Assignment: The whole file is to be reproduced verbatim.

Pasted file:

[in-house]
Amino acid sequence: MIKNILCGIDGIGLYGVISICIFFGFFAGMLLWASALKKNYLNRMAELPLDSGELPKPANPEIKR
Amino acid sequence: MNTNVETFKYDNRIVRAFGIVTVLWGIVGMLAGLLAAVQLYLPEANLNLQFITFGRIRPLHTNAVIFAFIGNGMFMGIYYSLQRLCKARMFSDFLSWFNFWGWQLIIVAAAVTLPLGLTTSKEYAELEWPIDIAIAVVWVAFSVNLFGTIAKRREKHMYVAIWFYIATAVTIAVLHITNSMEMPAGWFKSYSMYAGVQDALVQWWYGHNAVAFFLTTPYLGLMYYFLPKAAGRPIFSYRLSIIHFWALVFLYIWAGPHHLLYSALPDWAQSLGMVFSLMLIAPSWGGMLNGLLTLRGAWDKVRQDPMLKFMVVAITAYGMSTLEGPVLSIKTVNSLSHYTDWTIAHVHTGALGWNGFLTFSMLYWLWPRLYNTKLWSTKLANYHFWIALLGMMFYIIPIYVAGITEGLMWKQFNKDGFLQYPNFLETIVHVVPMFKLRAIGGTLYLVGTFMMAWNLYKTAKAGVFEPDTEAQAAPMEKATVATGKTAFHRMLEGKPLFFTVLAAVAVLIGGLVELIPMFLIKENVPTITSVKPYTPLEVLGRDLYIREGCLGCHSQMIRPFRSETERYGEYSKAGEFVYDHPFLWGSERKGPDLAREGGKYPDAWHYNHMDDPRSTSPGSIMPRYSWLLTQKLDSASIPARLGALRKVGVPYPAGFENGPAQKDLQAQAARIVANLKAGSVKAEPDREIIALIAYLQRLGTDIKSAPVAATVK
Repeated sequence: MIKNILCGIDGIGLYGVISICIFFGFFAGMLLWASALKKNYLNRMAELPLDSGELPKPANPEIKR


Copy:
[in-house]
Amino acid sequence: MIKNILCGIDGIGLYGVISICIFFGFFAGMLLWASALKKNYLNRMAELPLDSGELPKPANPEIKR
Amino acid sequence: MNTNVETFKYDNRIVRAFGIVTVLWGIVGMLAGLLAAVQLYLPEANLNLQFITFGRIRPLHTNAVIFAFIGNGMFMGIYYSLQRLCKARMFSDFLSWFNFWGWQLIIVAAAVTLPLGLTTSKEYAELEWPIDIAIAVVWVAFSVNLFGTIAKRREKHMYVAIWFYIATAVTIAVLHITNSMEMPAGWFKSYSMYAGVQDALVQWWYGHNAVAFFLTTPYLGLMYYFLPKAAGRPIFSYRLSIIHFWALVFLYIWAGPHHLLYSALPDWAQSLGMVFSLMLIAPSWGGMLNGLLTLRGAWDKVRQDPMLKFMVVAITAYGMSTLEGPVLSIKTVNSLSHYTDWTIAHVHTGALGWNGFLTFSMLYWLWPRLYNTKLWSTKLANYHFWIALLGMMFYIIPIYVAGITEGLMWKQFNKDGFLQYPNFLETIVHVVPMFKLRAIGGTLYLVGTFMMAWNLYKTAKAGVFEPDTEAQAAPMEKATVATGKTAFHRMLEGKPLFFTVLAAVAVLIGGLVELIPMFLIKENVPTITSVKPYTPLEVLGRDLYIREGCLGCHSQMIRPFRSETERYGEYSKAGEFVYDHPFLWGSERKGPDLAREGGKYPDAWHYNHMDDPRSTSPGSIMPRYSWLLTQKLDSASIPARLGALRKVGVPYPAGFENGPAQKDLQAQAARIVANLKAGSVKAEPDREIIALIAYLQRLGTDIKSAPVAATVK
Repeated sequence: MIKNILCGIDGIGLYGVISICIFFGFFAGMLLWASALKKNYLNRMAELPLDSGELPKPANPEIKR